Provocative play asks: How far would you go to protect your daughter?

Researcher Jillian (Betsy Graver, center) is advised by a chorus played by (from left) Francisca Munoz, Carlos Orizando, Jovon Jacobs and Elizabeth Dimon.
Researcher Jillian (Betsy Graver, center) is advised by a chorus played by (from left) Francisca Munoz, Carlos Orizando, Jovon Jacobs and Elizabeth Dimon.

Are we our DNA or our memories? What counts for more in our all-too-brief lives: the hard science of our genetic destiny or the treasured stories of our personal histories? How do we reconcile the contradictions of faith and science? And what lines can we cross in the name of saving someone we love?

These are the sorts of provocative questions posed by the intellectually stimulating and emotionally stirring “Informed Consent,” now playing at GableStage at the Biltmore. Written by Deborah Zoe Laufer — author of such works as “End Days” and “The Three Sisters of Weehawken,” which she directed last fall at Theatre Lab in Boca Raton — “Informed Consent” ponders the big questions of mortality, faith and legacy with intelligence and compassion.

This time, GableStage’s artistic director Joseph Adler gets a break: The playwright herself is directing. Laufer keeps things straightforward, all the better to follow the compelling and thought-provoking meat of her story about Jillian, a geneticist who has learned she carries the gene for early onset Alzheimer’s — and may have passed it on to her young daughter.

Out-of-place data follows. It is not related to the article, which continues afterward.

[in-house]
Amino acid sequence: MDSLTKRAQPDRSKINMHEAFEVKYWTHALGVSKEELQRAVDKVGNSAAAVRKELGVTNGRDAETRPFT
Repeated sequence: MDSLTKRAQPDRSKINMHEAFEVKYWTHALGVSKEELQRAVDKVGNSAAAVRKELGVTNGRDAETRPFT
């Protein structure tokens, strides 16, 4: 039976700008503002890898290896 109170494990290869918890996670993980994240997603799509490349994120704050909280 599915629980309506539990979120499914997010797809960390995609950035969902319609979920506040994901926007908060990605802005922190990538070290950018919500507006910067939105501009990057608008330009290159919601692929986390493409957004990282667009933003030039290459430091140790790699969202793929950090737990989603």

Jillian (Betsy Graver) and her husband Graham (Jovon Jacobs) discuss their tenuous future in the compelling ‘Informed Consent.’

Played with heartbreaking intensity by GableStage veteran Betsy Graver (“Disgraced,” “Venus in Fur,” “The Motherf**ker With the Hat”), Jillian has been asked to join a diabetes study of a Native American tribe that has lived in relative isolation in the Grand Canyon. Such a population is a godsend to a researcher, but Jillian’s interest isn’t in the diabetes that is decimating the tribe. What she really wants is to find a breakthrough so she can get her own lab to work on a cure for the disease that could be lurking in her daughter.

Her husband Graham (the wonderful Jovon Jacobs, recently seen in “All the Way” at Actors’ Playhouse) is supportive — but only to a point. Jillian, ever the scientist, wants to run genetic tests on their daughter. She wants to attack the problem head-on. Graham, however, does not want to know if the little girl carries the gene. He doesn’t want her — or himself — infected with the weight of dread and fear.

The grim subject matter is offset with an appropriately spare set by Lyle Baskin, warmly lit by lighting designer Jeff Quinn, reflecting a Southwestern radiance. The other three cast members — Elizabeth Dimon, Francisca Munoz and Carlos Orizondo — play rotating parts (tribe members, other academics, busybody mothers) adding welcome bursts of humor.

“Real science is in the mistakes,” one character says at one point. Jillian’s errors are considerable, but Laufer’s play challenges you to consider what you’d do in her shoes. The answers aren’t easy, and perhaps they shouldn’t be.

If you go

What: “Informed Consent” by Deborah Zoe Laufer

When: Through Aug. 27; Thursday, Friday and Saturday at 8 p.m.; Sundays at 2 and 7 p.m.

Where: GableStage, 1200 Anastasia Ave., Coral Gables

Tickets: $42-$60; www.gablestage.org.